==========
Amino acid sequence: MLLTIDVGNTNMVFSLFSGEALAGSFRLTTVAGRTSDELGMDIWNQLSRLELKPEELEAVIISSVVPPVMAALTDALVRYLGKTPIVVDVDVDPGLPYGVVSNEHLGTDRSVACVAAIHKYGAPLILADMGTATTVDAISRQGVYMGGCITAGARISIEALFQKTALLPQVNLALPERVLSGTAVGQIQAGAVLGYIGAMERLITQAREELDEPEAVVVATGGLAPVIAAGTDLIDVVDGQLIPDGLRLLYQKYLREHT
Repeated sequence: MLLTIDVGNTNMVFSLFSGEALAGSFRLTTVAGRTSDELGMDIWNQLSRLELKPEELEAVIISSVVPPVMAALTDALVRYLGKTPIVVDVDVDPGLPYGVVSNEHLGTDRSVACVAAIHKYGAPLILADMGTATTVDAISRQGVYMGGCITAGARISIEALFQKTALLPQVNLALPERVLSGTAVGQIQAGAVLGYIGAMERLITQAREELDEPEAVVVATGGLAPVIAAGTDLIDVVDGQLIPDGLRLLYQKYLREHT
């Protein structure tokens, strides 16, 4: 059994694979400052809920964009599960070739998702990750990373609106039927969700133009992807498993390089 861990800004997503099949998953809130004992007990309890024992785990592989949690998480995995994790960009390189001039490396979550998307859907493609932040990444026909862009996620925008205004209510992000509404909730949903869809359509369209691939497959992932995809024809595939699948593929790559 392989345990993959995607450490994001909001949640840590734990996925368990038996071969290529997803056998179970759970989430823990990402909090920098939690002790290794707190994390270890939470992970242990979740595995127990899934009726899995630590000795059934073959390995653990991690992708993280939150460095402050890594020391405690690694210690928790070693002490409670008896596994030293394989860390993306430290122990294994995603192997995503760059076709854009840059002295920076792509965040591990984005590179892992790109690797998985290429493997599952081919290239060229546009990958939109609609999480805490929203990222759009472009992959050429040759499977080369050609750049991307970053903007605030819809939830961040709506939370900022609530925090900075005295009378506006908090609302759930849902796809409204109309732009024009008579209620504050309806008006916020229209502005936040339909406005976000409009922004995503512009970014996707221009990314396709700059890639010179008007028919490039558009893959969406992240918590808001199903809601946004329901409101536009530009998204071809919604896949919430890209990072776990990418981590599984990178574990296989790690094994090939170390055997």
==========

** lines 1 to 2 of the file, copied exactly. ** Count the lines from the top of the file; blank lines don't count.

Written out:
Amino acid sequence: MLLTIDVGNTNMVFSLFSGEALAGSFRLTTVAGRTSDELGMDIWNQLSRLELKPEELEAVIISSVVPPVMAALTDALVRYLGKTPIVVDVDVDPGLPYGVVSNEHLGTDRSVACVAAIHKYGAPLILADMGTATTVDAISRQGVYMGGCITAGARISIEALFQKTALLPQVNLALPERVLSGTAVGQIQAGAVLGYIGAMERLITQAREELDEPEAVVVATGGLAPVIAAGTDLIDVVDGQLIPDGLRLLYQKYLREHT
Repeated sequence: MLLTIDVGNTNMVFSLFSGEALAGSFRLTTVAGRTSDELGMDIWNQLSRLELKPEELEAVIISSVVPPVMAALTDALVRYLGKTPIVVDVDVDPGLPYGVVSNEHLGTDRSVACVAAIHKYGAPLILADMGTATTVDAISRQGVYMGGCITAGARISIEALFQKTALLPQVNLALPERVLSGTAVGQIQAGAVLGYIGAMERLITQAREELDEPEAVVVATGGLAPVIAAGTDLIDVVDGQLIPDGLRLLYQKYLREHT